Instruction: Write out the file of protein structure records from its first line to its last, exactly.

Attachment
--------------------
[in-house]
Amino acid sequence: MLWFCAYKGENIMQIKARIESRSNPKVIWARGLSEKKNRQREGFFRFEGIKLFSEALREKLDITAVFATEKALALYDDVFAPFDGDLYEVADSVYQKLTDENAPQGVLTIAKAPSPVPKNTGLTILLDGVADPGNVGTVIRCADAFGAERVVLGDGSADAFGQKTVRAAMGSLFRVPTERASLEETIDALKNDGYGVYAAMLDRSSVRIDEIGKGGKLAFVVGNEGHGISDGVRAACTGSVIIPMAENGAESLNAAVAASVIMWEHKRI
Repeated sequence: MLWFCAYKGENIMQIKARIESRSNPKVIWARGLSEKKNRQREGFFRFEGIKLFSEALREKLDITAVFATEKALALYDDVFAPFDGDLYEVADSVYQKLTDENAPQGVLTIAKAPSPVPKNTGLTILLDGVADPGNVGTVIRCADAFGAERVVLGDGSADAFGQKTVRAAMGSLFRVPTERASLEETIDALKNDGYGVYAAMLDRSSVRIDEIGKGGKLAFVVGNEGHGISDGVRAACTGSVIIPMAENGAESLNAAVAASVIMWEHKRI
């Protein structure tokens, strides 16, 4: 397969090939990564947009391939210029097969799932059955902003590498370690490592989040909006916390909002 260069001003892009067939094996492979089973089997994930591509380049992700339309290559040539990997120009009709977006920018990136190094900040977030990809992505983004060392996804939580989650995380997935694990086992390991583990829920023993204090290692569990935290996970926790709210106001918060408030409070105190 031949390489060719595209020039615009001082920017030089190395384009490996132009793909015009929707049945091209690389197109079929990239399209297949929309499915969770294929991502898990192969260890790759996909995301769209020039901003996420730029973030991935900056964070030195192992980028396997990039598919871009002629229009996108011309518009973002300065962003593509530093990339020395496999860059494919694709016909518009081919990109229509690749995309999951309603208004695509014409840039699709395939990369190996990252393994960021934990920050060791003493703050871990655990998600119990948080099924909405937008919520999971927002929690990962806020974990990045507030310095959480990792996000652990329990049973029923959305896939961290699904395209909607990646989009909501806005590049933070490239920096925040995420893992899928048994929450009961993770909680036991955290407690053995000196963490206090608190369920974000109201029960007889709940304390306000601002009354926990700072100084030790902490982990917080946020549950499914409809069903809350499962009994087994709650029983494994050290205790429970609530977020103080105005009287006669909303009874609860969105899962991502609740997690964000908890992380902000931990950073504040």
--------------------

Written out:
[in-house]
Amino acid sequence: MLWFCAYKGENIMQIKARIESRSNPKVIWARGLSEKKNRQREGFFRFEGIKLFSEALREKLDITAVFATEKALALYDDVFAPFDGDLYEVADSVYQKLTDENAPQGVLTIAKAPSPVPKNTGLTILLDGVADPGNVGTVIRCADAFGAERVVLGDGSADAFGQKTVRAAMGSLFRVPTERASLEETIDALKNDGYGVYAAMLDRSSVRIDEIGKGGKLAFVVGNEGHGISDGVRAACTGSVIIPMAENGAESLNAAVAASVIMWEHKRI
Repeated sequence: MLWFCAYKGENIMQIKARIESRSNPKVIWARGLSEKKNRQREGFFRFEGIKLFSEALREKLDITAVFATEKALALYDDVFAPFDGDLYEVADSVYQKLTDENAPQGVLTIAKAPSPVPKNTGLTILLDGVADPGNVGTVIRCADAFGAERVVLGDGSADAFGQKTVRAAMGSLFRVPTERASLEETIDALKNDGYGVYAAMLDRSSVRIDEIGKGGKLAFVVGNEGHGISDGVRAACTGSVIIPMAENGAESLNAAVAASVIMWEHKRI
């Protein structure tokens, strides 16, 4: 397969090939990564947009391939210029097969799932059955902003590498370690490592989040909006916390909002 260069001003892009067939094996492979089973089997994930591509380049992700339309290559040539990997120009009709977006920018990136190094900040977030990809992505983004060392996804939580989650995380997935694990086992390991583990829920023993204090290692569990935290996970926790709210106001918060408030409070105190 031949390489060719595209020039615009001082920017030089190395384009490996132009793909015009929707049945091209690389197109079929990239399209297949929309499915969770294929991502898990192969260890790759996909995301769209020039901003996420730029973030991935900056964070030195192992980028396997990039598919871009002629229009996108011309518009973002300065962003593509530093990339020395496999860059494919694709016909518009081919990109229509690749995309999951309603208004695509014409840039699709395939990369190996990252393994960021934990920050060791003493703050871990655990998600119990948080099924909405937008919520999971927002929690990962806020974990990045507030310095959480990792996000652990329990049973029923959305896939961290699904395209909607990646989009909501806005590049933070490239920096925040995420893992899928048994929450009961993770909680036991955290407690053995000196963490206090608190369920974000109201029960007889709940304390306000601002009354926990700072100084030790902490982990917080946020549950499914409809069903809350499962009994087994709650029983494994050290205790429970609530977020103080105005009287006669909303009874609860969105899962991502609740997690964000908890992380902000931990950073504040």